Irma exposes dugout canoe, history buff saves it

A dugout canoe driven from its watery home on the bottom of the Indian River just north of Cocoa in Brevard County, Florida, by Hurricane Irma has been saved thanks to the quick thinking and responsible actions of a local history buff. Freelance photographer and history enthusiast Randy “Shots” Lathrop spotted a cypress log on the banks of the Indian River on Monday, September 11st. A less keen eye would have dismissed it as just another piece of arboreal debris littering the shores of the river thanks to Irma’s destructive power, but Lathrop noticed its carved interior and prow and recognized it as a dugout canoe.

He took a picture and sent it to an archaeologist friend who confirmed that it appeared to be a canoe. Lathrop immediately reported the find to the Florida Division of Historical Resources, as required by law, but with all the havoc wreaked by the hurricane the FDHR, the state archaeologist wasn’t going to be able to inspect the canoe right away. Meanwhile, county workers were clearing the area of debris. Lathrop was concerned that they would mistake it for a log, toss it in the truck and put in a landfill before the archaeologist had a chance to see it. He secured permission from the FDHR to move it to safety.

That was easier said than done, however. The canoe weighs close to 700 pounds, and is saturated with water from having been at the bottom of a river for years or even centuries. He enlisted the aid of a friend with a truck and the two of them managed with difficulty to heft the artifact onto the bed. They transported it to a nearby freshwater pond and submerged it to keep the wood from drying out and to keep hurricane debris collectors from disposing of it.

Three days later, the FDHR dispatched a regional archaeologist from Cape Canaveral Air Force Station to examine the canoe. He wasn’t comfortable identifying its makers or date based solely on the preliminary investigation, but the possibilities are intriguing. This is an unusual piece.

The 15-foot-long canoe could be anywhere from several decades to several hundred years old, according to Sarah Revell, a spokeswoman with the department. Carbon dating will help to narrow down the boat’s age. […]

Dugout canoe compartment. Photo courtesy Randy "Shots" LathropThe canoe has a squared off form, which Revell said is commonly seen in the historic period (from 1513 to about 50 years ago in Florida), but there are several uncommon features on it too: compartments, square nails and what appears to be a seat.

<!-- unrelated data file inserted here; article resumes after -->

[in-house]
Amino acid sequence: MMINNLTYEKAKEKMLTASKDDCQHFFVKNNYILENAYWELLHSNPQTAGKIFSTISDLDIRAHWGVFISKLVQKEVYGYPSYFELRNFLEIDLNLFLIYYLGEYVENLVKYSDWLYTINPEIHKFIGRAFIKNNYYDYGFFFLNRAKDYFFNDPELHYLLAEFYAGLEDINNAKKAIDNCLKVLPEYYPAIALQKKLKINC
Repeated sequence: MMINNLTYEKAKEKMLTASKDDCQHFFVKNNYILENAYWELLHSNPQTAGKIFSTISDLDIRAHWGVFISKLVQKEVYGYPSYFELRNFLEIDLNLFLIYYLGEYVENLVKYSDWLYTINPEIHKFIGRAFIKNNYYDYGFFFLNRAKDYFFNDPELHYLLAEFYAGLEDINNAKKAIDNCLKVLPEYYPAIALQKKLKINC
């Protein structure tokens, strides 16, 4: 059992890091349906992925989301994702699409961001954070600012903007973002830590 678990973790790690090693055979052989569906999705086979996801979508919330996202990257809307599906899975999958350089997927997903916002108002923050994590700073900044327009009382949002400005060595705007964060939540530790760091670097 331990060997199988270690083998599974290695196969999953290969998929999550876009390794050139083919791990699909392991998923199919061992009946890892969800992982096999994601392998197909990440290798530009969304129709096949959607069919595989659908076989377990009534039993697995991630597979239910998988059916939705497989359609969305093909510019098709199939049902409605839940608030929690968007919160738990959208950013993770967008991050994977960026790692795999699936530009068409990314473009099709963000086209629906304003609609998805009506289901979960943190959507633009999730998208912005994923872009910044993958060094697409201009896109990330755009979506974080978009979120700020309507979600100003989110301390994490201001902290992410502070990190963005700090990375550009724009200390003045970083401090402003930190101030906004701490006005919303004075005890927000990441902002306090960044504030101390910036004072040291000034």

“The compartments are a bit out of the ordinary,” she said. “The square nails are cut nails. Cut nails were first in production in the early 19th century so that helps to indicate it is a historic canoe.”

Lathrop noted that there are visible remains of red and white paint, colors traditionally used by the Seminole people to paint canoes (among other things).

The canoe is now being conserved in a water bath. There are no specific plans for its ultimate disposition at this juncture, but the buzz is it will stay in Brevard County where it will go on public display once it has been stabilized.

5 thoughts on “Irma exposes dugout canoe, history buff saves it

  1. Paddle, paddle, paddle y’er beam
    Gently, gently down the stream
    Merrily, merrily, merrily …

    (Indian Trad.)


    In 1987, I saw two blokes in Indonesia with a few axes and chisels digging out a canoe from a tree trunk in an afternoon, but there were no nails at all, not even square ones.

    Are the ‘square nails’ those wooden bolts that appear to hold the front seat and the foot block of the back seat in place ? The space in between front and back seat was obviously used for cargo here (or fish?).


  2. First saw the story on our local TV news; thanks for expounding on it and for the Hemingway home post. I dig it!

  3. It’s hard to tell what it was used for. Loggers here in the 19th cen. used to make similar dugouts to use to guide rafts of logs down local rivers during high water. There was a name for them, but it escapes me.

    Believe it or not, most of that work was done by boys and young men in their teens as a way to escape the little logging towns and nearby farms. When they got to the bigger towns they had stake to hold them over until they found a job, or to buy a railroad ticket out with.

  4. If you look at the bow, the carving and the position of the knot, it looks like a gator head….wonder if this was intentional?

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